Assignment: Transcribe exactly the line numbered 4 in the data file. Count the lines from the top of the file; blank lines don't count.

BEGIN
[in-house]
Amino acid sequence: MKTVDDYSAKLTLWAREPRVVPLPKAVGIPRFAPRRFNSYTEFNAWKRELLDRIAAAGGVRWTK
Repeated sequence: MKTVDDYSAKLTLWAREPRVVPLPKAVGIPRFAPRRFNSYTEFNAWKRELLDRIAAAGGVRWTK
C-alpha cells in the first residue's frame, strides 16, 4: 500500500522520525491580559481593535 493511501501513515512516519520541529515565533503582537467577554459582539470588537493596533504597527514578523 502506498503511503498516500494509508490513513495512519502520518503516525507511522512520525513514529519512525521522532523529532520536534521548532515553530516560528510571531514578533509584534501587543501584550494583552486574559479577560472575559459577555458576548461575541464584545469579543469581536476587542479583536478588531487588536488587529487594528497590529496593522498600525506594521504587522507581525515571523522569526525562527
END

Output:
C-alpha cells in the first residue's frame, strides 16, 4: 500500500522520525491580559481593535 493511501501513515512516519520541529515565533503582537467577554459582539470588537493596533504597527514578523 502506498503511503498516500494509508490513513495512519502520518503516525507511522512520525513514529519512525521522532523529532520536534521548532515553530516560528510571531514578533509584534501587543501584550494583552486574559479577560472575559459577555458576548461575541464584545469579543469581536476587542479583536478588531487588536488587529487594528497590529496593522498600525506594521504587522507581525515571523522569526525562527